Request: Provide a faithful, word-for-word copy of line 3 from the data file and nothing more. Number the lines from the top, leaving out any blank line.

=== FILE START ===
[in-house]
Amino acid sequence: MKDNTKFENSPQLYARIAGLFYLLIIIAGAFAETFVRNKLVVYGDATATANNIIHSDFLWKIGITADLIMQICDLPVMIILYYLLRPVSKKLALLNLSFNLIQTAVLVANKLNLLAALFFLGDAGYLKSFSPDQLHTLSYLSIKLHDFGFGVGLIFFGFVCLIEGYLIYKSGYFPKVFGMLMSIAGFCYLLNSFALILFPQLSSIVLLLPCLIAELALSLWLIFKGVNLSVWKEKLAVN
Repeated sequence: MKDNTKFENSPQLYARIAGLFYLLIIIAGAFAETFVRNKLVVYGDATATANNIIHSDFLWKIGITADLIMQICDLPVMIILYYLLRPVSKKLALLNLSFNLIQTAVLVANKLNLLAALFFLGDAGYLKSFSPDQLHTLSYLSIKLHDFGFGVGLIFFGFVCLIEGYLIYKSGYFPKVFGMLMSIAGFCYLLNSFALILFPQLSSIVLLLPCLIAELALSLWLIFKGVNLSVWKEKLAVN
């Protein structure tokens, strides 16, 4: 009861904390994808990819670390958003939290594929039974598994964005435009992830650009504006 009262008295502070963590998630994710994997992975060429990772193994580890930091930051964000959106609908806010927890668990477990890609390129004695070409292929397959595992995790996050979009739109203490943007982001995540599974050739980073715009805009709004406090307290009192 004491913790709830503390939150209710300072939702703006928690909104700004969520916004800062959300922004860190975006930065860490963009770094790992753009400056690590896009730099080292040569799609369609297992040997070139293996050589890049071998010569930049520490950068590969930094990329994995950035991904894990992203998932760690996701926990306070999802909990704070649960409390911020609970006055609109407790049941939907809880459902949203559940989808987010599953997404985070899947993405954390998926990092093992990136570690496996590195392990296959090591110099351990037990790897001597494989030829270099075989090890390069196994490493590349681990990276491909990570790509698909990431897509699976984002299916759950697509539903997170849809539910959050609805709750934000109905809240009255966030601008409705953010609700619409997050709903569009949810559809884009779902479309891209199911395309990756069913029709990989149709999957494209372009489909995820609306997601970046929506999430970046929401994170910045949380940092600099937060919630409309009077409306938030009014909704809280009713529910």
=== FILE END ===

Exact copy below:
Repeated sequence: MKDNTKFENSPQLYARIAGLFYLLIIIAGAFAETFVRNKLVVYGDATATANNIIHSDFLWKIGITADLIMQICDLPVMIILYYLLRPVSKKLALLNLSFNLIQTAVLVANKLNLLAALFFLGDAGYLKSFSPDQLHTLSYLSIKLHDFGFGVGLIFFGFVCLIEGYLIYKSGYFPKVFGMLMSIAGFCYLLNSFALILFPQLSSIVLLLPCLIAELALSLWLIFKGVNLSVWKEKLAVN